Has Uber maxed out on private financing?

Women holding smartphones Monday in Beijing show the ride-hailing apps Uber and Didi Chuxing after Uber announced its intention to offload its Chinese operation to Didi Chuxing.
(Andy Wong / Associated Press)

A billion here, a billion there. For a couple of years, Uber Technologies Inc. steadily collected huge sums of capital every few months to fuel its worldwide expansion.

But as the ride-hailing company achieves profitability in more regions, investor enthusiasm is hitting a plateau, analysts say. Increasing instead is pressure to ride earnings into an initial public offering and generate returns for existing shareholders.

The dynamics in Uber’s fundraising climate came into question this week as the San Francisco company announced its intention to offload its money-losing Chinese operation to Didi Chuxing, the dominant ride-share service in the world’s most populous country.


Analysts have praised the decision, saying Uber had no reason to continue sinking cash into an uphill battle that increasingly looked impossible to win. Nevertheless, the move is a major U-turn for Uber Chief Executive Travis Kalanick. As recently as October, he said 30% of Uber trips occurred in China and that he would continue to spend $1 billion annually to make the “economics” work there.

Since then, Uber may have concluded that not enough investors wanted to prop up the China business, which is separate from but connected to Uber’s global apparatus, observers said.

“Chinese investors, [venture capitalists] and funds would have certainly been keen to invest into Uber Technologies but not solely Uber China,” said Matthieu David of China-based research firm Daxue Consulting.

Efforts to raise funds for Uber China reportedly dragged on longer than planned last year, failed to produce the share prices Uber sought and generated confusion as some investors also backed Didi. Uber plopped down several hundred million dollars of its own money on China during a financing last year to boost investor confidence.

“Uber China hit its max,” said Max Wolff, chief economist at Manhattan Venture Partners, which swaps cash for stock with shareholders in closely held firms. “Uber China went out for a higher valuation and couldn’t get it and then sold [to Didi] for its last valuation at $7 billion. That implies some substantive head winds.”

Uber could not be reached for comment.

Across the rest of the world, Uber’s ability to raise funds remains viable.

“There’s still a lot of people who like Uber and feel a fear of missing out,” Wolff said. “It’s a big name and people hear about it.”


But it’s unlikely that Uber’s share price, and in turn its valuation, will keep rising at the dramatic rates of the last three years, he said. The company’s most recent equity investment — $3.5 billion from a Saudi Arabian public investment fund — maintained Uber’s valuation at $62.5 billion.

Holding the valuation flat “is not a cataclysm, but it certainly suggests the momentum is not the same,” Wolff said.

Last month, the company moved away from issuing shares, instead turning to a high-yield loan to raise an additional $1 billion. The loans typically carry a term of about five years and are given to businesses with regular, predictable cash flows, said Mark Turk, senior market manager at Silicon Valley Bank.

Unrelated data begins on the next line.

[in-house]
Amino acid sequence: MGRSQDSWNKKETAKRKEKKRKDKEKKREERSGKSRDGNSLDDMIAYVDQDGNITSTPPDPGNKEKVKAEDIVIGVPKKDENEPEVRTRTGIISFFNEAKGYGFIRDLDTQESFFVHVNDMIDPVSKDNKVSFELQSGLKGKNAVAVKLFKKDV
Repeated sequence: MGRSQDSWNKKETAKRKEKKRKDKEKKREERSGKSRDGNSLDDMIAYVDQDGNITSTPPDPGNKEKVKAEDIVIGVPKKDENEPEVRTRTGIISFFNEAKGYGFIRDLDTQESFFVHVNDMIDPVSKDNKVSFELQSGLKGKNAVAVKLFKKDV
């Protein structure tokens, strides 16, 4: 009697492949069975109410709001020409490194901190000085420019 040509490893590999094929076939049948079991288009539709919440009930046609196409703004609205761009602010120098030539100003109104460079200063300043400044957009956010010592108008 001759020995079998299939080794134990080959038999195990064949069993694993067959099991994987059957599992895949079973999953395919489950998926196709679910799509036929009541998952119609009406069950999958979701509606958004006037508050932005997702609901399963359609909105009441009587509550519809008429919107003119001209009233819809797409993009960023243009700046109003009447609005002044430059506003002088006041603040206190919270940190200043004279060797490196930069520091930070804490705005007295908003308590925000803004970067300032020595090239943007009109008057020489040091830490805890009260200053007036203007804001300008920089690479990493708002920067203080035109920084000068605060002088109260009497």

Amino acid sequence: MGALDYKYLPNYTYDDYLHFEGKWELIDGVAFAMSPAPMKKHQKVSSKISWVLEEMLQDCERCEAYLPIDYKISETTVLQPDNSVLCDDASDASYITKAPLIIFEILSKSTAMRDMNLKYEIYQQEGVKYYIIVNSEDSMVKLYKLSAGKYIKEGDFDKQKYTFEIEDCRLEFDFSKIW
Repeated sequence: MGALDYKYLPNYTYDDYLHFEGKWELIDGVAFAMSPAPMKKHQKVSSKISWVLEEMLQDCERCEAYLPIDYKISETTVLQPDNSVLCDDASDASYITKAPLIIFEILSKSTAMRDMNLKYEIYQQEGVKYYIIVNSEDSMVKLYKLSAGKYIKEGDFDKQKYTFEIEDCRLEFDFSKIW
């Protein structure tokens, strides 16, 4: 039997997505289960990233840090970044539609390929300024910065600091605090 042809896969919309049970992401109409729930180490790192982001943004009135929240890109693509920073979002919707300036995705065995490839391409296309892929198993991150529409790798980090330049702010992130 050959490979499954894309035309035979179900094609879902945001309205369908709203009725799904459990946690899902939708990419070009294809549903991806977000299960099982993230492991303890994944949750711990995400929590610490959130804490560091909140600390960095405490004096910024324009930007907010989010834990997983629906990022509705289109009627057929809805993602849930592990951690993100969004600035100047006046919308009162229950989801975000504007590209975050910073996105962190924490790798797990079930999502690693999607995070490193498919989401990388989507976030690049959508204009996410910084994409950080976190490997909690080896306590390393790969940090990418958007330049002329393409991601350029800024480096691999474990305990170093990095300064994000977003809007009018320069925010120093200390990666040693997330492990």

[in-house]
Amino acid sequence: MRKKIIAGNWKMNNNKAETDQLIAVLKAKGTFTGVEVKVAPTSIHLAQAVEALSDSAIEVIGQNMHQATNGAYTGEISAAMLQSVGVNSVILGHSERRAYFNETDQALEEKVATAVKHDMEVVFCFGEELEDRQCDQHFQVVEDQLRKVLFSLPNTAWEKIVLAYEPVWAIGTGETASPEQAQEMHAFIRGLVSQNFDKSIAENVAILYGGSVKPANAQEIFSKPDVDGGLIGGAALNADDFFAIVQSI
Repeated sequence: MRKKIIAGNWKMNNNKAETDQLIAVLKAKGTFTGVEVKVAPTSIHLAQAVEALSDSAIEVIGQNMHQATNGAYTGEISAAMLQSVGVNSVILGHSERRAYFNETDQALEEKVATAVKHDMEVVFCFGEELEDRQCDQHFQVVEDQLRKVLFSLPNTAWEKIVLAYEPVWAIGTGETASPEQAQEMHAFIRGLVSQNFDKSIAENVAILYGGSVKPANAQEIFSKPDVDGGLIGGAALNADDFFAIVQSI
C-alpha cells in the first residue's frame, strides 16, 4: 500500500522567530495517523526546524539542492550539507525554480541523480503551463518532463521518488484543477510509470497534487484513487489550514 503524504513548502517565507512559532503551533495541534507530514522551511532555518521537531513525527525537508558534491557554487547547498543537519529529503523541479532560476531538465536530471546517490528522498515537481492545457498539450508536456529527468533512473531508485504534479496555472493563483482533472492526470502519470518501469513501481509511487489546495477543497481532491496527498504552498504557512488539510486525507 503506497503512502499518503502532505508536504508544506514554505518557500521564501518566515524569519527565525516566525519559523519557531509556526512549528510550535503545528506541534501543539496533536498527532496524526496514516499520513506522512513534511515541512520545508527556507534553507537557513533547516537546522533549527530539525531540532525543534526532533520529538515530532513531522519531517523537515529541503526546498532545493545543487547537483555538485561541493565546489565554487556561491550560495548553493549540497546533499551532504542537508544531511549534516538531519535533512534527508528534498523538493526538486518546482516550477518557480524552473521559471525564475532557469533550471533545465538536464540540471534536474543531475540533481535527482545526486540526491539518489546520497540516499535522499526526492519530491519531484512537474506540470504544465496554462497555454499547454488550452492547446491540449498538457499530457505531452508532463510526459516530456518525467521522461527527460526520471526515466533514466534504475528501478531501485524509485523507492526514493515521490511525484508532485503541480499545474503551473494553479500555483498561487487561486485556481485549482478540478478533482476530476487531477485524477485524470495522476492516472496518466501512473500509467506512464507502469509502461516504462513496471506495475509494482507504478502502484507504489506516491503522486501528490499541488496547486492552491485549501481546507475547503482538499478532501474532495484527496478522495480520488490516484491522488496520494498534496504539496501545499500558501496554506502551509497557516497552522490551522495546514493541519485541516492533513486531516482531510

Creativity in fundraising among start-ups isn’t surprising because more of them are staying private longer and, consequently, pricing themselves out of the range of one investor set after another, he said. Companies pursuing their vision seek funds at the lowest costs with the most flexible terms.

Uber is poised to grab another $1 billion from Didi as part of its takeover of Uber China, bringing its lifetime fundraising haul above $12 billion. Didi and some of its investors declined to comment on how the investment agreement materialized.

On the flipside of the transaction, Uber and its shareholders get a nearly 20% stake in Didi. But that comes with less than 6% voting power, another sign of weak leverage in financing negotiations, Wolff said.


Cleaning the China losses off financial statements leaves Uber with adjusted profits — meaning some expenses like taxes are discounted — in North America, Australia and in greater Europe, which includes the Middle East and Africa, according to data reported by the Financial Times this year.

That more positive picture produces “an easier story to tell” investors if Uber seeks to go public, said Alex Castelli, technology and life sciences industry leader at Cohn Reznick. Though Kalanick has sought to delay an IPO for as long as possible, there’s an implied push from investors for Uber to go public sooner so they can spin their freshly liquid returns into other ventures.

Uber still faces regulatory issues such as the level of background checks needed on drivers and whether they can be classified as contractors rather than employees. But the Didi deal removes China as a source of uncertainty, experts said.

Uber’s technology research has the best chance of significantly boosting the company’s valuation and reigniting the financing frenzy, said Jay Ritter, a University of Florida professor who studies IPOs and start-ups.

Uber is positioned to dominate the market for driverless taxis in as much as two-thirds of the world, but it’s unclear whether the company can execute its vision, how soon it could happen and how profitable the automated car business would be.

“The faster those are resolved, the sooner the higher valuations will come,” Ritter said. / PGP


Twitter: @peard33